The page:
We work directly with people, helping them to build confidence and new skills - that can be daunting.  How we do that is so important.  We need to make sure the people we have working for us have the same ethos. Every year, as the business grows, our needs grow.  We have to adapt and grow as well.

The GLS brings a fresh perspective every year. Here, you take the time to reflect a bit more.  It doesn’t add to your workload. Every time I come away with a snapshot of the long road.  Thinking a bit further ahead helps you to pace yourself.  It puts things in perspective and helps you evaluate how you are spending your time.

Rector Trevor Stevenson from St James’ Church, Crinken feels he can’t afford to miss the GLS:

I come to learn more about leadership, to keep up to date and to be motivated and challenged.  The nuggets and gems I learn here can save me days, weeks and months; even years.

I have been looking at the idea of identifying young leaders in the church. Listening to Pastor Oscar Muriu from Kenya talking about developing leaders has encouraged me to put that into action.

Ross and Toni Williamson are part of the leadership team at the Lighthouse Church in Navan, County Meath:

This year, the highlight for Toni was being introduced to the work of Compassion Ireland and signing up to sponsor a child. 

We can be so focused on our own community.  We forget about the bigger picture.  We forget that the world is suffering. The GLS exposes you to the outside world.

Ross added: I was particularly struck by the talk on the “downward spiral of a leader”. I had a meltdown in March and it lasted several months.  When Henry Cloud was explaining the downward spiral, I saw myself.  It really hit home as to why it happened to me.

PJ Booth, is Senior Pastor of Open Arms Church in Newbridge, County Kildare and the National Leader of Assemblies of God Ireland.  PJ wants to see more leaders taking advantage of the training on offer:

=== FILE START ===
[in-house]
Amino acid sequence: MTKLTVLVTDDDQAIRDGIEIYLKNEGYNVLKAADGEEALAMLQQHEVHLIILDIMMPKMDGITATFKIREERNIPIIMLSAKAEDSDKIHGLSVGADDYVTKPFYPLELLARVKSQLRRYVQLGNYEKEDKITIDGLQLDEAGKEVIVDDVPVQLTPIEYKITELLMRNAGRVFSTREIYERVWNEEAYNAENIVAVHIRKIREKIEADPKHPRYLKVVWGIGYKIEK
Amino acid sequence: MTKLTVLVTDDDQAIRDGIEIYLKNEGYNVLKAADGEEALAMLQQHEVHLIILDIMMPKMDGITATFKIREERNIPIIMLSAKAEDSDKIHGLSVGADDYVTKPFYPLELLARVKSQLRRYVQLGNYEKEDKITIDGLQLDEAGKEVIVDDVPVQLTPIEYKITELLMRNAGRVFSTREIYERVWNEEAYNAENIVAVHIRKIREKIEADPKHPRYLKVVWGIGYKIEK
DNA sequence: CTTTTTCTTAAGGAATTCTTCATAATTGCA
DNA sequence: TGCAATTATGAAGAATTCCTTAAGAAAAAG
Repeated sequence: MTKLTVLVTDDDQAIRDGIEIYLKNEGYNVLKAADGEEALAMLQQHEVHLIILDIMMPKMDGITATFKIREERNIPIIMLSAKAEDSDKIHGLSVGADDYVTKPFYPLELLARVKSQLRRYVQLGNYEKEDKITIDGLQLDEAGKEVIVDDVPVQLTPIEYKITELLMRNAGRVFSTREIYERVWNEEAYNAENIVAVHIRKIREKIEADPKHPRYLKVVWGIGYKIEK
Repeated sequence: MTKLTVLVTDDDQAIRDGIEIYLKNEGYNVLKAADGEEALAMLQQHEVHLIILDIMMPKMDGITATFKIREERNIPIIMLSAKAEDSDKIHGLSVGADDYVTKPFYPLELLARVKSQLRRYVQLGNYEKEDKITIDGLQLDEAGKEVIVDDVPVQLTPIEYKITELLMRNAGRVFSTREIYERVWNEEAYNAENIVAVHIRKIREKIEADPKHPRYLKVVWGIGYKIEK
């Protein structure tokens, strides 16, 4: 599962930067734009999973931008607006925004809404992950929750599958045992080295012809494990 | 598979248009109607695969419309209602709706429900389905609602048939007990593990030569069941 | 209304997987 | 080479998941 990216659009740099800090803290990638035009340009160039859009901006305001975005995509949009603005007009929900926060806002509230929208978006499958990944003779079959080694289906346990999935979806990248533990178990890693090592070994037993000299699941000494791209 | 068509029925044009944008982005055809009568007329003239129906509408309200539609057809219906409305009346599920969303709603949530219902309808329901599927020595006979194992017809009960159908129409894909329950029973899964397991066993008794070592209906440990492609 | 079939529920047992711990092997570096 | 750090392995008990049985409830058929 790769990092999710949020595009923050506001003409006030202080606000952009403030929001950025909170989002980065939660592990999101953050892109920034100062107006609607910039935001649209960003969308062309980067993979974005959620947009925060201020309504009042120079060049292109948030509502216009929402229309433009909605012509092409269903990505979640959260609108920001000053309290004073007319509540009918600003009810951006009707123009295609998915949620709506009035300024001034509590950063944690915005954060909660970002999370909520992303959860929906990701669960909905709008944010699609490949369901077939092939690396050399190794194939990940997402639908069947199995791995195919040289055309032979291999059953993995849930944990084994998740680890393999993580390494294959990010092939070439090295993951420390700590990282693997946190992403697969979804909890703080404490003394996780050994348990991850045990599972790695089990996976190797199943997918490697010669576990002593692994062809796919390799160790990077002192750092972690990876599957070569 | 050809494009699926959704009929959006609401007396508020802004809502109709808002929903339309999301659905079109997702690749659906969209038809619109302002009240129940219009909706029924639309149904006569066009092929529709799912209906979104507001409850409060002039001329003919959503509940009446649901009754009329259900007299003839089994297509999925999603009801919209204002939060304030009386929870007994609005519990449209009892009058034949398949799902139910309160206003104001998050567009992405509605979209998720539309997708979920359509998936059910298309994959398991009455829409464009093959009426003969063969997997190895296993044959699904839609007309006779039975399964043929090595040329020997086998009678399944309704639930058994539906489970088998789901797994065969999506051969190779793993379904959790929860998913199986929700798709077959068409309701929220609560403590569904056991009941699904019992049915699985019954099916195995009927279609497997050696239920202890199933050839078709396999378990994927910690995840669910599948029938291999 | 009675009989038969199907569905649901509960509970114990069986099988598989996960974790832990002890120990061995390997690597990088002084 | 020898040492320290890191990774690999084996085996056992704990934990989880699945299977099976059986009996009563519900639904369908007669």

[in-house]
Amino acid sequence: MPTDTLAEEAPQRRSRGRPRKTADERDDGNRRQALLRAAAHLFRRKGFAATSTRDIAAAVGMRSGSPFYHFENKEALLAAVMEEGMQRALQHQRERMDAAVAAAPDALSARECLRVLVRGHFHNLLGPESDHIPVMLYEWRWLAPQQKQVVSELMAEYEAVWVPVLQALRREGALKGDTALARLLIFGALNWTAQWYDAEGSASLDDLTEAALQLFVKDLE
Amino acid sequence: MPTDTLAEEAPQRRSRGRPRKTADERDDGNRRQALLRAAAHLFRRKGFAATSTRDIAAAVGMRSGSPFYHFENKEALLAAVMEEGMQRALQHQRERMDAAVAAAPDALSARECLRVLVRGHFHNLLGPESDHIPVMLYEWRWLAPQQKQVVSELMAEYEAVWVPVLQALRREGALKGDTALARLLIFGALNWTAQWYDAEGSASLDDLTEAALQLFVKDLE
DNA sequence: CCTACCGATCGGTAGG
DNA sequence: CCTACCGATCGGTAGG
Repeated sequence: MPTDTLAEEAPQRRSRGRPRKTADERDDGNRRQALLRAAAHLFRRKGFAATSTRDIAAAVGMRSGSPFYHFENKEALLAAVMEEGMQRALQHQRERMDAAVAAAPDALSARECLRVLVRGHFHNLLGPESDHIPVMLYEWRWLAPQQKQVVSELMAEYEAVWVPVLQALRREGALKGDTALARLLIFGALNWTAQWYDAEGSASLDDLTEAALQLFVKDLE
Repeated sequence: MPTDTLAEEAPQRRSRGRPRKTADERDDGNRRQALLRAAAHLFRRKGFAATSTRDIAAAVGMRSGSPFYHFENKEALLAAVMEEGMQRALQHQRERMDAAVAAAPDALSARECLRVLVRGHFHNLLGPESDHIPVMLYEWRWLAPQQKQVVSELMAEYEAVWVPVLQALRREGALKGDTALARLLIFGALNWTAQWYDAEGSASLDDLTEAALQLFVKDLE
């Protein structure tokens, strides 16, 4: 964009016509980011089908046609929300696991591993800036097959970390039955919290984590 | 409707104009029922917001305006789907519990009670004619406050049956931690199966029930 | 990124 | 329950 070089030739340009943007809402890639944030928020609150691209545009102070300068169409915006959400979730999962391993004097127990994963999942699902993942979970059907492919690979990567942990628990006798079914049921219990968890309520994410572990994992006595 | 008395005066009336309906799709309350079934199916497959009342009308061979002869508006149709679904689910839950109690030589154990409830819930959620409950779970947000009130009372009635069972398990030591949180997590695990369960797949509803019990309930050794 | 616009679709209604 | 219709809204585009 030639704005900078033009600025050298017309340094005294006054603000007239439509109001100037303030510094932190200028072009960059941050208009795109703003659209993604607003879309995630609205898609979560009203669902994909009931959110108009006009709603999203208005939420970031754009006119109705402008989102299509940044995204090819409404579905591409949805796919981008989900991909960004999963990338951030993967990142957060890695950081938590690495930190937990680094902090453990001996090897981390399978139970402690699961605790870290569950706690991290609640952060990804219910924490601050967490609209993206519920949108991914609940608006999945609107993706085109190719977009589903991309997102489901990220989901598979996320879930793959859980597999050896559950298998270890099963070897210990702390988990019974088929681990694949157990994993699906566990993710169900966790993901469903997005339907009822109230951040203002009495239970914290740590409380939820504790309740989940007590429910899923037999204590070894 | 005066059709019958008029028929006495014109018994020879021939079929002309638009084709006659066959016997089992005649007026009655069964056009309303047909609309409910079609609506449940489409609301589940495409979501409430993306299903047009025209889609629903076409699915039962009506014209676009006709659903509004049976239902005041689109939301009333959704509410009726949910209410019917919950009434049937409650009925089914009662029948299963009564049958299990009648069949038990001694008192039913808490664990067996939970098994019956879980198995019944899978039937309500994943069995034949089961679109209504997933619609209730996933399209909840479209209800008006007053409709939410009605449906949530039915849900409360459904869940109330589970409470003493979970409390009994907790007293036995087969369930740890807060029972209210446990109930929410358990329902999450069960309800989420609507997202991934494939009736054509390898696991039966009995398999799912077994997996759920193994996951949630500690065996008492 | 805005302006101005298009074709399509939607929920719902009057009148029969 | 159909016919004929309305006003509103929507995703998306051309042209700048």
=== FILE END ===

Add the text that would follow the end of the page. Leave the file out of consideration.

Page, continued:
I believe everything revolves around leadership.  If we limit the leadership, we limit the church. Leaders are not born.  They are developed, raised, taught and mentored. GLS for me, is about reaching lost people and making disciples by raising up leaders. 

Personally, I’m taking away the challenge to continue to be courageous. I need to keep taking those steps of faith.  The more successful you feel you are as a leader the less steps of faith you can take.  It is not what I did yesterday that counts but what I am doing today!   

As a parent and with leadership responsibilities at work Racheal Afolabi found immediate opportunities to put the teaching from GLS into action:

I was challenged by the session on being an unintentional “diminisher” (not allowing people to operate at their full potential).  I have four kids and usually we give them orders and instructions saying, “Do this… Do that…”  Last night, I tried something different. I asked my teenage daughter, “What do you want to do?”  She immediately came up with a solution to the problem.  I need to learn to let my children figure things out for themselves. We have invested a lot into them. 

With my team at work, so often I’m giving orders.  But they are professional and intelligent people.  I’m planning to go in on Monday and ask them the questions, “What do you think we should do about this…?” I want to let them figure it out.